Traditional Medicine and Healthcare Systems

Examine how history, geography, biodiversity, and demographics shape traditional and allopathic healthcare, and explore plant-based and traditional medicine.

At a Glance





Language of Study


Courses taught in



Jun 15 – Jul 29

Program Countries


Program Base


Critical Global Issue of Study

Global Health & Well-being

Global Health & Well-being Icon

Development & Inequality

Development & Inequality Icon


Why study traditional medicine in Madagascar?

In Madagascar, one of the world’s globally recognized “megadiverse” countries, traditional medicine is practiced as an available, accessible, affordable, and effective method of healthcare. With flora and fauna not found anywhere else in the world, the nation’s unrivaled biodiversity plays a distinctive role in its traditional healthcare practices. From your base in the lushly exotic capital city of Antananarivo, you’ll explore traditional and allopathic healthcare, travel to rural areas to learn about ethnobotany, home and folk remedies, and healthcare access, and meet with leading academics, allopathic doctors, and Malagasy students. The Malagasy people are extremely heterogeneous due to their diverse roots in Asia, Africa, the Middle East, and Europe. Along the way, gain a deeper understanding of how religious and cultural beliefs affect communities’ approach to healthcare, and journey through world-renowned rainforests and mineral forests in search of rare plants and wildlife.


  • Discover a world apart where most flora and fauna exist only on the island.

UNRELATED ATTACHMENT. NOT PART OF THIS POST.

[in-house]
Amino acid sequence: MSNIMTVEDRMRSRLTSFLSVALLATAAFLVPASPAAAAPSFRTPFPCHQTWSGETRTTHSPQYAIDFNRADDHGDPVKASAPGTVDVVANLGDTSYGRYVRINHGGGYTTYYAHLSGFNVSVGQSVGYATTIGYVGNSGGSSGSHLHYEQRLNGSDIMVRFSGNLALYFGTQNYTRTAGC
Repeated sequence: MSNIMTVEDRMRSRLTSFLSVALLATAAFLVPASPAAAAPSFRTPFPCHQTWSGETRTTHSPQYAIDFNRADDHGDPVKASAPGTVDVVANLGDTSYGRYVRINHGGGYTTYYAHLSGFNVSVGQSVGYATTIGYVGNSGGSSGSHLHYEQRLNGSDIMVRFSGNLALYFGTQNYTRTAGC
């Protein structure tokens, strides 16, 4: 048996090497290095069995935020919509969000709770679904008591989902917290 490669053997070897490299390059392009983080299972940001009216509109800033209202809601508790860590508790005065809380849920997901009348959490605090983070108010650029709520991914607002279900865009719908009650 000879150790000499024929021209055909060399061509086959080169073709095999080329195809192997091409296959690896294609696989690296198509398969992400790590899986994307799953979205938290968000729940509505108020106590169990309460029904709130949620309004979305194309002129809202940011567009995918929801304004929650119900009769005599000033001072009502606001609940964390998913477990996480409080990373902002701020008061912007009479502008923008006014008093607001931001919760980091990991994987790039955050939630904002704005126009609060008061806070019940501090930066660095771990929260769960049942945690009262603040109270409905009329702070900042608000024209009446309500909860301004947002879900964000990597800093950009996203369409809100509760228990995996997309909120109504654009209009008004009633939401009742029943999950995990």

• Understand the cultural, political, and socioeconomic contexts of healthcare.
  • Live with local homestay families, enhance your French, and learn Malagasy.
  • Trek through rainforests and a UNESCO World Heritage site mineral forest.


None, although students with a background in French will have many opportunities to use their French language skills.


Western Coast

See the vast mineral forest of Tsingy de Bemaraha, a UNESCO World Heritage site, near Bekopaka, in search of the sacred Hasina plant. Tsingy is the Malagasy word for “walking on tiptoes,” which refers to the forest’s astounding labyrinth of limestone needles.


Experience a sublime sunset walk along the Avenue of Baobabs—one of the most spectacular places in the world—lined by massive, centuries-old, baobab trees. This magnificent winding road will take you to the tropical, laid-back seaside town of Morondava.


In the center-east of Madagascar, you will get the chance to hike through the stunning rainforests of Andasibe National Park to learn about medicinal plants and observe lemurs, including the indri, the largest lemur in the world.


Drive through the center-west to see Lake Tritriva, the emerald-green sacred lake shaped like Madagascar and Africa, occupying the summit of Mount Tritriva. The lake is near the town of Belazao, known for its history and myth of Rabeniomby and Ravolahanta, the Malagasy version of Shakespeare’s Romeo and Juliet. Experience the benefits of bathing in the thermal healing springs at Betafo and learn about the healing properties of some gemstones with a visit to Madagascar’s largest gemstones market in Antsirabe.

Please note that SIT will make every effort to maintain its programs as described. To respond to emergent situations, however, SIT may have to change or cancel programs.



Access virtual library guide.

The Social and Political Dimensions of Health and the Healthcare Practice in Madagascar seminars are conducted in English and provide an introduction to the cultural, political, and socioeconomic contexts of healthcare as well as healthcare practices in Madagascar. Students will visit rural and urban allopathic healthcare centers, herbalist markets, schools of medicine, and medical research institutions as well as other historically, culturally, and thematically relevant sites.

Coursework in Malagasy language provides students with the foundational and essential tools required for daily use. Students with a background in French will have many opportunities to apply their language skills in Antananarivo.